I am reading Edmund Spenser's The Faerie Queene for British Literature and I have been contemplating the journey of the Redcrosse knight as an allegory for the journey of the Christian soul towards heaven. Part of trying to be long-term goal-oriented this Lent as a way of fulfilling specific resolutions is to be looking at the season as a journey, towards Easter, towards Heaven, towards Faerie Lond. Mix all this in with the fact that the Gospel today was the Gospel of the sower, and I have been thinking of the season as preparing the soil as well as of a pilgrimage. I am uprooting, turning the soil, presaging spring in the middle of winter. Septuagesima, Lent, will hopefully not be only times of restriction but of repentance. We are in the engagement period, not just for Lent, but for our whole lives. So was the Redcrosse Knight, to Una.
That tale, The Faerie Queene mixes (albeit in a Protestantized way) the religious, the natural, and the faerie. Poor St. George was a "Chaungeling" from birth, snatched by the faeries from his royal parents and given to a lowly farmer, hence his name is George, farmer, like the Georgics of Virgil. And yes, he is also St. George of England and of mighty victory over the dragon, but first he was George the farmer, and a pilgrim led by Una.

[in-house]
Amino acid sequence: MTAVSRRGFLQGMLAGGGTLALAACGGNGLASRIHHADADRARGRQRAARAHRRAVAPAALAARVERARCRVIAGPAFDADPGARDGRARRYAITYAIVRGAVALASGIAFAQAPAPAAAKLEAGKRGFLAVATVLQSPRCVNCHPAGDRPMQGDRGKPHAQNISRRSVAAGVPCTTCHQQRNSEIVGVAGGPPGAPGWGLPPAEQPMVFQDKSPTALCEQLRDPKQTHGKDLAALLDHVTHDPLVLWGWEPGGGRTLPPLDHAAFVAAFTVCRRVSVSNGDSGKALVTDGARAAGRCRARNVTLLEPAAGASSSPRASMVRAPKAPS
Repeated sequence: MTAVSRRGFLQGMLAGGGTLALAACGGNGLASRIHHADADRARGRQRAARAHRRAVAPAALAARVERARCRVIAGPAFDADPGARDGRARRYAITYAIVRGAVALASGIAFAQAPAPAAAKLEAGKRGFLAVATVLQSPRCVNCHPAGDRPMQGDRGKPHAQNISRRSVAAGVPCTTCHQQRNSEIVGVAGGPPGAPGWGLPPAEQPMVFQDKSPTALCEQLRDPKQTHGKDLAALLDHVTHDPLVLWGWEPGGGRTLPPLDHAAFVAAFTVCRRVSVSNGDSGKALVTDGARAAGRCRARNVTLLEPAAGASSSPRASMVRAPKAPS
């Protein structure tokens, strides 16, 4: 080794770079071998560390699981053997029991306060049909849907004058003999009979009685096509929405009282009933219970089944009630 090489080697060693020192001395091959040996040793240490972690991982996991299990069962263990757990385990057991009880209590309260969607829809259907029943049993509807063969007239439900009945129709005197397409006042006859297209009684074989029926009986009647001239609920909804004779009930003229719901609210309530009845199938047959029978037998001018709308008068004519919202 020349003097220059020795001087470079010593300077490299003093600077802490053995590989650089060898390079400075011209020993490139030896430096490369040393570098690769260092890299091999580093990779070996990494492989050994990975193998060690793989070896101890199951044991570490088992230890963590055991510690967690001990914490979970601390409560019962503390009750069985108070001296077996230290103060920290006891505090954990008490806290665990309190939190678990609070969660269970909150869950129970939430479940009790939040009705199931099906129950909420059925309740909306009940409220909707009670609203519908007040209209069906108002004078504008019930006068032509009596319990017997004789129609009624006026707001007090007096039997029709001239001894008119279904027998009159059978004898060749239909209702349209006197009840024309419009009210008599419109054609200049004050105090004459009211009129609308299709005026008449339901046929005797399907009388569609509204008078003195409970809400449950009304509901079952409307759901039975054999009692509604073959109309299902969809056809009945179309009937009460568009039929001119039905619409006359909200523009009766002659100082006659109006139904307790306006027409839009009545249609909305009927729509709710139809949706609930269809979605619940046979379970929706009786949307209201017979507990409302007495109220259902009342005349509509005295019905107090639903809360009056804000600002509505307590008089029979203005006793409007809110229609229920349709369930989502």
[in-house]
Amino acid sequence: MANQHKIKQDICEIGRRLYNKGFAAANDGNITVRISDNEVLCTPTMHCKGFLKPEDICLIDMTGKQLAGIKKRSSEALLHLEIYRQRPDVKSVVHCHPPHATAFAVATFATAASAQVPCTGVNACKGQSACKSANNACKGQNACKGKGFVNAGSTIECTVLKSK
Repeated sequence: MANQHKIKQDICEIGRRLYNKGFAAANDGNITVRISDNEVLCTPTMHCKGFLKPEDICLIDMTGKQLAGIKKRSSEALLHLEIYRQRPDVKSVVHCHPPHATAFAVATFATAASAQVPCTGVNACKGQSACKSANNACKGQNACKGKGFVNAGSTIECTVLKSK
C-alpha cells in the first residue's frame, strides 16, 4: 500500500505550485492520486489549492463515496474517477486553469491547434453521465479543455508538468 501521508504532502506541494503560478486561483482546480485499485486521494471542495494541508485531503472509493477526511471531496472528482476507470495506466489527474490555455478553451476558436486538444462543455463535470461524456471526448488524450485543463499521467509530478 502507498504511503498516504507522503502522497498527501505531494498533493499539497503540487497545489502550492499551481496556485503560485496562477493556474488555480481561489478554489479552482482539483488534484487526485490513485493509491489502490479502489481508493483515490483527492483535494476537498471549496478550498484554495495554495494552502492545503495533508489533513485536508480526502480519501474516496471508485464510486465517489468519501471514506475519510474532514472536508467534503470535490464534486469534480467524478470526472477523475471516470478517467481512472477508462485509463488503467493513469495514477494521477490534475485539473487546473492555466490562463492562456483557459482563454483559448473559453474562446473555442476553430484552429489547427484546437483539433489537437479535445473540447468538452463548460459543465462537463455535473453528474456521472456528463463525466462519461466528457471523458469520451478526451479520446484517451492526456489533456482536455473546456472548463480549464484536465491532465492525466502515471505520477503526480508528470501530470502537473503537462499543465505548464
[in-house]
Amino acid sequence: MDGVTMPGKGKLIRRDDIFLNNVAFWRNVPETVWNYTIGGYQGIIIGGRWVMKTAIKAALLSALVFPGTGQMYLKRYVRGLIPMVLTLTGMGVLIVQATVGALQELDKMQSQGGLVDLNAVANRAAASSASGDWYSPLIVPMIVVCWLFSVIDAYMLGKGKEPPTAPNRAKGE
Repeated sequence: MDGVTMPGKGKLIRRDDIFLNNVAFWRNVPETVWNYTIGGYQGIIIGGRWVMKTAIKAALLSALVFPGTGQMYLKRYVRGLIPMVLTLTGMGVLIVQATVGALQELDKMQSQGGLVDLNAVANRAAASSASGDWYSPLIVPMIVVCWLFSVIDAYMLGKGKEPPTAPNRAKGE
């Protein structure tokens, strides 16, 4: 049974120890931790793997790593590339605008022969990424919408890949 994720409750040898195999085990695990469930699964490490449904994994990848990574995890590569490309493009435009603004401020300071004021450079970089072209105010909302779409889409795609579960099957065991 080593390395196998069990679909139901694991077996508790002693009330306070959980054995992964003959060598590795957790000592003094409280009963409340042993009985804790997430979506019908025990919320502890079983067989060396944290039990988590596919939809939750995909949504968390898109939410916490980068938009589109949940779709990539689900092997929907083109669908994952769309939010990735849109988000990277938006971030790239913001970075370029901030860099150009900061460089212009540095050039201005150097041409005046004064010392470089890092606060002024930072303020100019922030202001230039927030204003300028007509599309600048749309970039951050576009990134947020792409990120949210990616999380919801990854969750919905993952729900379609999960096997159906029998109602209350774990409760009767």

How relevant really, is the pilgrimage/fairy tale allegory for a Catholic on the eve of Lent? Allegorizing the everyday is almost surely delusional and unsustainable, and is, maybe, precisely what the skeptical think we do. So not in that way, living in a world of dreams, do I use the metaphor. Rather, I strain it down to the realization of the none-too-easy reality of pilgrimage. Which is why I love it. The goal, uproot gossip, impurity/gluttony, and sloth, the means: generative labor, a saga of very real day-to-day choices. But there is no reason, in the toil, to abandon the hope or the faerie-enchantment of the goal: the Easter garden of the soul, the cathedral at the end of the journey, the bridegroom, Paradise....To Faerie Lond!